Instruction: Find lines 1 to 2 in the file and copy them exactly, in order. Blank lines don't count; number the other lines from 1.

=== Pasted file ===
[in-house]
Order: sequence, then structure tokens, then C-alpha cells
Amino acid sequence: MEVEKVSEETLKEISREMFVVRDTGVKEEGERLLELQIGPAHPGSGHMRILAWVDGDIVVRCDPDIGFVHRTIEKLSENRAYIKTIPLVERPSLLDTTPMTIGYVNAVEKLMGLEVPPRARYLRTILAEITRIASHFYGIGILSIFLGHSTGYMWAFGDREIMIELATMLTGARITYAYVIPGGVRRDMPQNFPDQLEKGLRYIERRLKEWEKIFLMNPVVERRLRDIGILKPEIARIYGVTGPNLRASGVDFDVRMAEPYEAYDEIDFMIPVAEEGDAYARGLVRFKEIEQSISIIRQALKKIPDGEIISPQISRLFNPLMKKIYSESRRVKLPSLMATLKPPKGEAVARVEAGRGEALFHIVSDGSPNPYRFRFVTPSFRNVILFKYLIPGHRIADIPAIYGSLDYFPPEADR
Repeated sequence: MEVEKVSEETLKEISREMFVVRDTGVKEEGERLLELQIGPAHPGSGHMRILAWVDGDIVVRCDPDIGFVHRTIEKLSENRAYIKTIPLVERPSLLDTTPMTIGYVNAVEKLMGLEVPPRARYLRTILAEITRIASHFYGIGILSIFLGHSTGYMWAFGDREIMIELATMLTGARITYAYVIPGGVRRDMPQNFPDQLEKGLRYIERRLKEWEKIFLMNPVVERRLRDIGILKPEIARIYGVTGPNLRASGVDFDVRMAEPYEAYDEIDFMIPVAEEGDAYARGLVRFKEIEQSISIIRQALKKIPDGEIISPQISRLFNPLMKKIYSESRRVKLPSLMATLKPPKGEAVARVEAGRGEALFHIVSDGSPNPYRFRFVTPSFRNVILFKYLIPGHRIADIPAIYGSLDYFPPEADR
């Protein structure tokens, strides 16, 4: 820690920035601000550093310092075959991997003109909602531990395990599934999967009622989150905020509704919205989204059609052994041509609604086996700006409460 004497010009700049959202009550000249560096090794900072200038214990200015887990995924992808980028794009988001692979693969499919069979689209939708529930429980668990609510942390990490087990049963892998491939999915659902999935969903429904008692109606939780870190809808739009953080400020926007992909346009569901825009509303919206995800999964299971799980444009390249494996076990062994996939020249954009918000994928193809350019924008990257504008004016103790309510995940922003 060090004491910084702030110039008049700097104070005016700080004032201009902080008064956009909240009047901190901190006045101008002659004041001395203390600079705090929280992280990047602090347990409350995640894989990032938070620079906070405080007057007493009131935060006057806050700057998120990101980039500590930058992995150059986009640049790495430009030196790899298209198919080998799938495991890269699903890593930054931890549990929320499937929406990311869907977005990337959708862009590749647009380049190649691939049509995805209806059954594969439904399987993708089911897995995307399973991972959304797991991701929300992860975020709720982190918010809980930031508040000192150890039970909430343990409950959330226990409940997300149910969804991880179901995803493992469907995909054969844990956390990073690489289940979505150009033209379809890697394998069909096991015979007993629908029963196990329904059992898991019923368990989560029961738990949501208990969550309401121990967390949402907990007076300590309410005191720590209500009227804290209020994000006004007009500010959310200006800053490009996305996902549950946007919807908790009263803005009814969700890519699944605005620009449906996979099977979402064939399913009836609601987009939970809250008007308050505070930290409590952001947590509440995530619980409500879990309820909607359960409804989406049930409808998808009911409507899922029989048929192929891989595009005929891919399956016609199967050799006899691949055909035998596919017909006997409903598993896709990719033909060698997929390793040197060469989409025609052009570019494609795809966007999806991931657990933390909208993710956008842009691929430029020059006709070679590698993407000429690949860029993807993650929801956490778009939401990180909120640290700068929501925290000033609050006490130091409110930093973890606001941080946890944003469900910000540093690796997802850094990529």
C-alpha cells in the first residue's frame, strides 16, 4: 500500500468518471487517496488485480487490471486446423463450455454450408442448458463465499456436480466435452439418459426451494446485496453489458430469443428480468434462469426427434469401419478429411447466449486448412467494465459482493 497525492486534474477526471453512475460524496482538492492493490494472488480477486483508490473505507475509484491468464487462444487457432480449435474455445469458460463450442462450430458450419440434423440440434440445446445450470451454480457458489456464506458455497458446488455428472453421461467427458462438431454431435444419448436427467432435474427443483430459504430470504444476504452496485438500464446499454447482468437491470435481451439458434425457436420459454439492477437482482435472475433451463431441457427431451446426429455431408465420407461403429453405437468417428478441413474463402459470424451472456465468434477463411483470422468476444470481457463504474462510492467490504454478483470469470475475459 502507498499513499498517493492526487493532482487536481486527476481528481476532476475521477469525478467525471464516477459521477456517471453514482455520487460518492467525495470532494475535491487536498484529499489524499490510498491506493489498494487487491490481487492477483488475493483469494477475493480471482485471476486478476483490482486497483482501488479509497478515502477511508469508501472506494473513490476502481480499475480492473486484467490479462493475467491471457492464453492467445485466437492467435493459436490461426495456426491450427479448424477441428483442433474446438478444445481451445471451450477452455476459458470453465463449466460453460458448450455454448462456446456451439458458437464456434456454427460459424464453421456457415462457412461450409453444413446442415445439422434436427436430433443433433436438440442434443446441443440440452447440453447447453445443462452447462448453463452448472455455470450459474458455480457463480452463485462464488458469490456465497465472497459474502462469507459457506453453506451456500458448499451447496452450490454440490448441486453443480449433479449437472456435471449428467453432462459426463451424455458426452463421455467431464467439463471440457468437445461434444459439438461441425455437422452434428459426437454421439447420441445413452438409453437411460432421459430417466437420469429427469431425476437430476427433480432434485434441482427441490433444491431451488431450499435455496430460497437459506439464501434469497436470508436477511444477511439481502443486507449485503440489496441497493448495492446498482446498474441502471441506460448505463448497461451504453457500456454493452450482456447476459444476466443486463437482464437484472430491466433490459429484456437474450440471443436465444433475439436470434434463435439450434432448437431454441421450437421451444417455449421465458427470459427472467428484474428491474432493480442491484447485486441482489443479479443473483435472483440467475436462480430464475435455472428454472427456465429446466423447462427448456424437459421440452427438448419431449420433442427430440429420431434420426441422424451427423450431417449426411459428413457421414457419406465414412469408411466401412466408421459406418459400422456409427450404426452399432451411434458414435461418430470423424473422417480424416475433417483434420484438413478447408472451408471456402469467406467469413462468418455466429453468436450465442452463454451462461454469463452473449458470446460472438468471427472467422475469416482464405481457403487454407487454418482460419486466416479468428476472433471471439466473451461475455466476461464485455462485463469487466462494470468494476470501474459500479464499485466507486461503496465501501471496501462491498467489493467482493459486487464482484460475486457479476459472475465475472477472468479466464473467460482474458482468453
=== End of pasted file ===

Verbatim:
[in-house]
Order: sequence, then structure tokens, then C-alpha cells